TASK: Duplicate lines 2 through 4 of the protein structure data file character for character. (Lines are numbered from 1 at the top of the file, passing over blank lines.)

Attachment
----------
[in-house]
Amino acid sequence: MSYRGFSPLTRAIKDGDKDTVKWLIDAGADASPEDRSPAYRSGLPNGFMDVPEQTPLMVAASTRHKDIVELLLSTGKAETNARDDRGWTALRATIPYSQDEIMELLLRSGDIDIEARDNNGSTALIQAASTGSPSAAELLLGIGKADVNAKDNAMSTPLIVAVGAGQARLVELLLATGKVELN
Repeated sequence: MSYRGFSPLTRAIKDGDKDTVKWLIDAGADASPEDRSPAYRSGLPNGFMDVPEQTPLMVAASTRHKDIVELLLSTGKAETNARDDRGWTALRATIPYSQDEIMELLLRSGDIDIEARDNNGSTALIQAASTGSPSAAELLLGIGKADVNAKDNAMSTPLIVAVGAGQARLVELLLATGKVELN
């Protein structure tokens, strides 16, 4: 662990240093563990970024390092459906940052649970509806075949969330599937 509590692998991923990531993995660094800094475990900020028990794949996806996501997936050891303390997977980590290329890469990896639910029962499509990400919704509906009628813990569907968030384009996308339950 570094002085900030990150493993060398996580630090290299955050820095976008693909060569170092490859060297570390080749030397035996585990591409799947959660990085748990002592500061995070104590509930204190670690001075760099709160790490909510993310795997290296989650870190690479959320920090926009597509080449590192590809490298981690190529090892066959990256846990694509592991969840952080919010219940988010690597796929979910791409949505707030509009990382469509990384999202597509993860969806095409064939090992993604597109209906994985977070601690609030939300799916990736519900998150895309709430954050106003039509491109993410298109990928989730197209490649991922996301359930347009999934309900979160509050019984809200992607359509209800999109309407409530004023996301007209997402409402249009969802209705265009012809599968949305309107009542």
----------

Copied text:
Amino acid sequence: MSYRGFSPLTRAIKDGDKDTVKWLIDAGADASPEDRSPAYRSGLPNGFMDVPEQTPLMVAASTRHKDIVELLLSTGKAETNARDDRGWTALRATIPYSQDEIMELLLRSGDIDIEARDNNGSTALIQAASTGSPSAAELLLGIGKADVNAKDNAMSTPLIVAVGAGQARLVELLLATGKVELN
Repeated sequence: MSYRGFSPLTRAIKDGDKDTVKWLIDAGADASPEDRSPAYRSGLPNGFMDVPEQTPLMVAASTRHKDIVELLLSTGKAETNARDDRGWTALRATIPYSQDEIMELLLRSGDIDIEARDNNGSTALIQAASTGSPSAAELLLGIGKADVNAKDNAMSTPLIVAVGAGQARLVELLLATGKVELN
């Protein structure tokens, strides 16, 4: 662990240093563990970024390092459906940052649970509806075949969330599937 509590692998991923990531993995660094800094475990900020028990794949996806996501997936050891303390997977980590290329890469990896639910029962499509990400919704509906009628813990569907968030384009996308339950 570094002085900030990150493993060398996580630090290299955050820095976008693909060569170092490859060297570390080749030397035996585990591409799947959660990085748990002592500061995070104590509930204190670690001075760099709160790490909510993310795997290296989650870190690479959320920090926009597509080449590192590809490298981690190529090892066959990256846990694509592991969840952080919010219940988010690597796929979910791409949505707030509009990382469509990384999202597509993860969806095409064939090992993604597109209906994985977070601690609030939300799916990736519900998150895309709430954050106003039509491109993410298109990928989730197209490649991922996301359930347009999934309900979160509050019984809200992607359509209800999109309407409530004023996301007209997402409402249009969802209705265009012809599968949305309107009542």